Introducing: Local Group

This is an introductory article that was almost not going to be. So often I find bands I wanna write about that aren’t active at the moment. Sure, they’ve got some albums up on bandcamp, but if they haven’t been doing anything (that you can discern from your social stalking skills) then it’s not so relevant to give them a write up. Local Group were almost another band to be thrown in the ‘wait for them to prove that they are alive then give them a write up’ bin – only to be saved by an upcoming support slot at Bar Open later this month. MRW.

Local Group

So why am I so happy to be writing about an instrumental alt-country band from Melbourne? That sentence should answer your question. Their 2013 self-titled EP keeps listeners guessing, switching up between extended epics, post-rock worthy crescendos and howling 3 minute country ballads. Opener Waves sounds like the early, dribbling folksiness of Sufjan Stevens (think Sister) while later on, Sobering strikes a similar string, yet the slowmo drums and the singalong refrains remind me more of the creep ballads of Port O’Brien – especially since the sounds here are an exclusively electric affair. The rest of the album is straight up fuck off post-rock – a clean, refreshing brand of instrumental jams that lie somewhere between the glittering brilliance of How Strange, Innocence and Fugazi’s less polished freak-out instrumentals.

If I had to choose a highlight, it would be First Song, but an honourable mention must necessarily go to the 18 minute closer Western. The former evokes the rolling hills of rural highways – yellowing pastures, rolling hills, sparse trees dotting the butter coloured tablelands, dazed and empty looking horses infrequently whirring past the car window, the mystery of what lies beyond the area near the highway and what stalks the valleys at night. Spanish Street Scene brings forth more urban imagery, rain falling lightly upon the glass windows of moodily lit restaurants. White tables filled with miserable diners, each ordering their own plate of guilt with a side of fleeting happiness to share with strange familiars. I’m gonna refrain from describing epic closing track Western, in order to leave it as a surprise for you suckers and also because I’m now gonna go enroll in tertiary cinematography at COFA.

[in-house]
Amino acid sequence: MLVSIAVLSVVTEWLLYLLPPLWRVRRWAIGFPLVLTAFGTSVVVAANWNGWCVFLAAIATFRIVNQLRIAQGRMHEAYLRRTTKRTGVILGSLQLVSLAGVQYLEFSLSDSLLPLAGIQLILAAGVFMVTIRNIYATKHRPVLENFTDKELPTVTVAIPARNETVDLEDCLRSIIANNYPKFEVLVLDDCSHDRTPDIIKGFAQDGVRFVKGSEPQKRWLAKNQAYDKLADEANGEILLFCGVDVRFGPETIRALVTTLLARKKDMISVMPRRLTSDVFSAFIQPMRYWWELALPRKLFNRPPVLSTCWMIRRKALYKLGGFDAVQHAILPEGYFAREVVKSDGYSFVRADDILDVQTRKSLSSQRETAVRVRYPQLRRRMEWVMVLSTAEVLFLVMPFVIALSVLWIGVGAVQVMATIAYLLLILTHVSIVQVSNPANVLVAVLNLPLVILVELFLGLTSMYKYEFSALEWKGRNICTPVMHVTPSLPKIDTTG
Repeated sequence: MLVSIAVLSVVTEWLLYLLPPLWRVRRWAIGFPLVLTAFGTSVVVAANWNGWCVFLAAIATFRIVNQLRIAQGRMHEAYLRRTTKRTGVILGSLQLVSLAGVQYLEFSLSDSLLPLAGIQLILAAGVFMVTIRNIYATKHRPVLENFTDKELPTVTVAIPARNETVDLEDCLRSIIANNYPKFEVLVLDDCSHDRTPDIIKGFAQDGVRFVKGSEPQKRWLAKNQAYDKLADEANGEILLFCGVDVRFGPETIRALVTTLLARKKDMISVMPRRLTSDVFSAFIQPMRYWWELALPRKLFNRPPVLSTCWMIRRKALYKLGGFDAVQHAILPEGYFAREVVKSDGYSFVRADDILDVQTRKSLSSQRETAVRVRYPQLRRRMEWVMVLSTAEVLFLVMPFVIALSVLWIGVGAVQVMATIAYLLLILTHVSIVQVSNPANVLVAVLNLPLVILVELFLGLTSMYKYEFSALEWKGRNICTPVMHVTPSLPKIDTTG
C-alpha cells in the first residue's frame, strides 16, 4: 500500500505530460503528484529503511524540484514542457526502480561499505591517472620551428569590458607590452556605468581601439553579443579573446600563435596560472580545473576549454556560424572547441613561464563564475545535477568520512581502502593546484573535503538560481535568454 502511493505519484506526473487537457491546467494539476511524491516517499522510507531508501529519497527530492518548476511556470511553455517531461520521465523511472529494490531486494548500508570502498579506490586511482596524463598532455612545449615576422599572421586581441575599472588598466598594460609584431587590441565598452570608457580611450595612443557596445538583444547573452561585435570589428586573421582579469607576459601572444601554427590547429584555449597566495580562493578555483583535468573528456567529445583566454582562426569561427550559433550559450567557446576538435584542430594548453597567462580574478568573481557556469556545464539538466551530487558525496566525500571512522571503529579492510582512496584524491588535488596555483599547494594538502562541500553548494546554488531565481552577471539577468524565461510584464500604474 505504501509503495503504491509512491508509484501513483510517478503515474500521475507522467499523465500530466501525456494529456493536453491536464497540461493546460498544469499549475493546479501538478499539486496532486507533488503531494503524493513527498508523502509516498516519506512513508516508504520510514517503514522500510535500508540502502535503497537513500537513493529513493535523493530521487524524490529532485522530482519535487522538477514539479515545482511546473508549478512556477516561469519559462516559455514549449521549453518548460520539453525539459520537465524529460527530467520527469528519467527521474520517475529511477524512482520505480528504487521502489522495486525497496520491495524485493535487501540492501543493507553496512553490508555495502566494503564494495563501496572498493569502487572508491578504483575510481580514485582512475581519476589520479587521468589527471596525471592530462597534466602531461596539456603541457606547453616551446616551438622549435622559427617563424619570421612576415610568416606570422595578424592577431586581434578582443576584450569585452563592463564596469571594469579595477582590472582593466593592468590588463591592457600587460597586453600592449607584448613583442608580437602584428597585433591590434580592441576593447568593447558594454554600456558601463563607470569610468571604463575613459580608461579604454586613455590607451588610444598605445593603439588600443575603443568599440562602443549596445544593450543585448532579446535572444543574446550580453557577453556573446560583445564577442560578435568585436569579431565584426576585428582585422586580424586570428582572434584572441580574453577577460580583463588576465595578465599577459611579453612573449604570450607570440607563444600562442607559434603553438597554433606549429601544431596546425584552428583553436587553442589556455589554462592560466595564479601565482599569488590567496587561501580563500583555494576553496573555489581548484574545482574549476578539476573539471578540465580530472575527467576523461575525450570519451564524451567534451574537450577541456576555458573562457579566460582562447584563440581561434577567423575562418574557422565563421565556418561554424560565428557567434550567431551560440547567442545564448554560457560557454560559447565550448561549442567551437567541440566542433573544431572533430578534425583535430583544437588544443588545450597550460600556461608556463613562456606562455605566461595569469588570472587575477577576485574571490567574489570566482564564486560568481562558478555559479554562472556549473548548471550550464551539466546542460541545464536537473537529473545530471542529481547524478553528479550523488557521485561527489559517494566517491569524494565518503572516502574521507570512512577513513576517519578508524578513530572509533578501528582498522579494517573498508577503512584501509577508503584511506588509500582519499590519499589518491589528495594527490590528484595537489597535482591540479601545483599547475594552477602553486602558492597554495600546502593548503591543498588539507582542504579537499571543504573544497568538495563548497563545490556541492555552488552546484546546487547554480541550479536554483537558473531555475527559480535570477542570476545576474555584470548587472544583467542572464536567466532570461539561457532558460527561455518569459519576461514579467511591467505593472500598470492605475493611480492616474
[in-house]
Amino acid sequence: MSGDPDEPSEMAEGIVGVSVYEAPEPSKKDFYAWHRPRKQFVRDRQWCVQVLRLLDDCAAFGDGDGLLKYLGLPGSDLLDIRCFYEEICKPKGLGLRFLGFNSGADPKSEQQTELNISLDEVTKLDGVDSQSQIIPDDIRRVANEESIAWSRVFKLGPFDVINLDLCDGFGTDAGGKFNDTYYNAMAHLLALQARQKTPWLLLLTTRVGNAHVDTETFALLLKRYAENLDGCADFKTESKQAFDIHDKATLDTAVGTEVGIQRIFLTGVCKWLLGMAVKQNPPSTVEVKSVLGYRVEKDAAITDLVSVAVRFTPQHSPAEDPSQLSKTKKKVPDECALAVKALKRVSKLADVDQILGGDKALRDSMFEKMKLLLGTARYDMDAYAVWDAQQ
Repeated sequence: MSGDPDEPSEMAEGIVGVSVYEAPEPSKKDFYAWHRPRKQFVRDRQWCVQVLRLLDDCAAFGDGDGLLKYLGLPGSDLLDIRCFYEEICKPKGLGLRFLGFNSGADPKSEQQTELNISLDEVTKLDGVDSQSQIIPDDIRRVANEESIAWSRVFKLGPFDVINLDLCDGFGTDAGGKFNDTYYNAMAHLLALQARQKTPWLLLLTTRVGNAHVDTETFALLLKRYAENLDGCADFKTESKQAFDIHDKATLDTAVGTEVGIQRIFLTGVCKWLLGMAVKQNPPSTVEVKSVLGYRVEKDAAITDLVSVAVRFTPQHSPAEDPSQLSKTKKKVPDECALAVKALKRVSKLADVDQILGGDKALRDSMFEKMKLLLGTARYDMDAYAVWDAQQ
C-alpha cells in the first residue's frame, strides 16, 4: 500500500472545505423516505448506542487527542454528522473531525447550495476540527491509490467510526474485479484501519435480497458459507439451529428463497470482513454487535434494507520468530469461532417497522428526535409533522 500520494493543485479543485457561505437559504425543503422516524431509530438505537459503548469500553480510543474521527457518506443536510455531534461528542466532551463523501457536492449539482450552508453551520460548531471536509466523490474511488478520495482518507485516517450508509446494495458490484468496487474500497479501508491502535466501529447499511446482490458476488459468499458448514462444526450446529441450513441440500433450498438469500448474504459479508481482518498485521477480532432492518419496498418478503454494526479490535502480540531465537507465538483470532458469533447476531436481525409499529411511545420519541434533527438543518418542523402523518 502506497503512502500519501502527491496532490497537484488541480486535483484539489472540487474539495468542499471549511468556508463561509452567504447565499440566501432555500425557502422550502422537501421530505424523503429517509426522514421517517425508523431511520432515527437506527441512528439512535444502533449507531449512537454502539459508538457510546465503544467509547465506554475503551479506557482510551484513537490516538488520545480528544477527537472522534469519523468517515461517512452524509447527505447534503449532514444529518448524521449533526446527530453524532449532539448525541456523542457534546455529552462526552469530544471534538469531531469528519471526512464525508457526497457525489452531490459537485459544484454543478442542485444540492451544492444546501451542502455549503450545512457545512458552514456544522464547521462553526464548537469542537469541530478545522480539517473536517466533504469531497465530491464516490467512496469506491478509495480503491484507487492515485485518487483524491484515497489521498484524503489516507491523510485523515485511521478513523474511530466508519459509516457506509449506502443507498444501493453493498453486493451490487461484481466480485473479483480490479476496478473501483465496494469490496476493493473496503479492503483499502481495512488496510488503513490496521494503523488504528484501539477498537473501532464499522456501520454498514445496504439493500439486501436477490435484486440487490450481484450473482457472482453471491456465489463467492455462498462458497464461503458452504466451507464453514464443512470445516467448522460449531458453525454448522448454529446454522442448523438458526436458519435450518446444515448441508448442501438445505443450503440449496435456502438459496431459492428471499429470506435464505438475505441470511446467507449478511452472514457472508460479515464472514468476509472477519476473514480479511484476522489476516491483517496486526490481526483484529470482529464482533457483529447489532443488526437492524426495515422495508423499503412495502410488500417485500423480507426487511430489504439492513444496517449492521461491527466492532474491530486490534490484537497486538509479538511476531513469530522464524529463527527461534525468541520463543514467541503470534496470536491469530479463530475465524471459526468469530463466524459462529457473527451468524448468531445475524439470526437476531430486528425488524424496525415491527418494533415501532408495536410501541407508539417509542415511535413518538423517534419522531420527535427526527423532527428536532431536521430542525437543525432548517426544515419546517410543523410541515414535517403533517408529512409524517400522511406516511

If you like music that is equally cinematic as it is emotive, give Local Group a listen. They’re playing a show not next Wednesday but the one after that (26th Feb 2014) at Bar Open with The Dark Ales who describe themselves as purveyors of hard hitting melodramatic grunge, and while we know that doesn’t sound promising, it’s free and you can totally leave before any grunge actually comes out of the speakers. Oh, and any fans of hard hitting melodramatic grunge can have a listen to The Dark Ales here. They sound like how they dress, which is cute.